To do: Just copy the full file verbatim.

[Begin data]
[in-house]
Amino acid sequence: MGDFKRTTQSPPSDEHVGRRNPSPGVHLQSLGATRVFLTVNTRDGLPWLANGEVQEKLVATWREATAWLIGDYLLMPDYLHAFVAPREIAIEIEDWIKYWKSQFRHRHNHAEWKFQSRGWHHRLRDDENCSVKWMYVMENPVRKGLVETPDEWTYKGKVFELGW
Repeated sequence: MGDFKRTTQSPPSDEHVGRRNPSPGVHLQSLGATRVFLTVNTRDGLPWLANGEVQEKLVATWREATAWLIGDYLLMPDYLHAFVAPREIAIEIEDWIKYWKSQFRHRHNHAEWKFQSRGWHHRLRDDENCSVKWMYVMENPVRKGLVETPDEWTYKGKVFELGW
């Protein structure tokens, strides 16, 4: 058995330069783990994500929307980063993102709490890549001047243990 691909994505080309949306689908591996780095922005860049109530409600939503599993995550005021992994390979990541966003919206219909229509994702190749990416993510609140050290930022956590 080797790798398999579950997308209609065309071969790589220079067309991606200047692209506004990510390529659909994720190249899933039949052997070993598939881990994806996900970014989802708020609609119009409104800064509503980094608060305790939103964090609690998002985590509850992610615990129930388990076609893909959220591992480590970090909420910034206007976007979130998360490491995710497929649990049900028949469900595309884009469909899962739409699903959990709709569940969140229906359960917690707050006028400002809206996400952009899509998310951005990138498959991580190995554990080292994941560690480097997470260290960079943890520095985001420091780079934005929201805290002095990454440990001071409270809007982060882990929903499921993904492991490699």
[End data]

[in-house]
Amino acid sequence: MGDFKRTTQSPPSDEHVGRRNPSPGVHLQSLGATRVFLTVNTRDGLPWLANGEVQEKLVATWREATAWLIGDYLLMPDYLHAFVAPREIAIEIEDWIKYWKSQFRHRHNHAEWKFQSRGWHHRLRDDENCSVKWMYVMENPVRKGLVETPDEWTYKGKVFELGW
Repeated sequence: MGDFKRTTQSPPSDEHVGRRNPSPGVHLQSLGATRVFLTVNTRDGLPWLANGEVQEKLVATWREATAWLIGDYLLMPDYLHAFVAPREIAIEIEDWIKYWKSQFRHRHNHAEWKFQSRGWHHRLRDDENCSVKWMYVMENPVRKGLVETPDEWTYKGKVFELGW
């Protein structure tokens, strides 16, 4: 058995330069783990994500929307980063993102709490890549001047243990 691909994505080309949306689908591996780095922005860049109530409600939503599993995550005021992994390979990541966003919206219909229509994702190749990416993510609140050290930022956590 080797790798398999579950997308209609065309071969790589220079067309991606200047692209506004990510390529659909994720190249899933039949052997070993598939881990994806996900970014989802708020609609119009409104800064509503980094608060305790939103964090609690998002985590509850992610615990129930388990076609893909959220591992480590970090909420910034206007976007979130998360490491995710497929649990049900028949469900595309884009469909899962739409699903959990709709569940969140229906359960917690707050006028400002809206996400952009899509998310951005990138498959991580190995554990080292994941560690480097997470260290960079943890520095985001420091780079934005929201805290002095990454440990001071409270809007982060882990929903499921993904492991490699």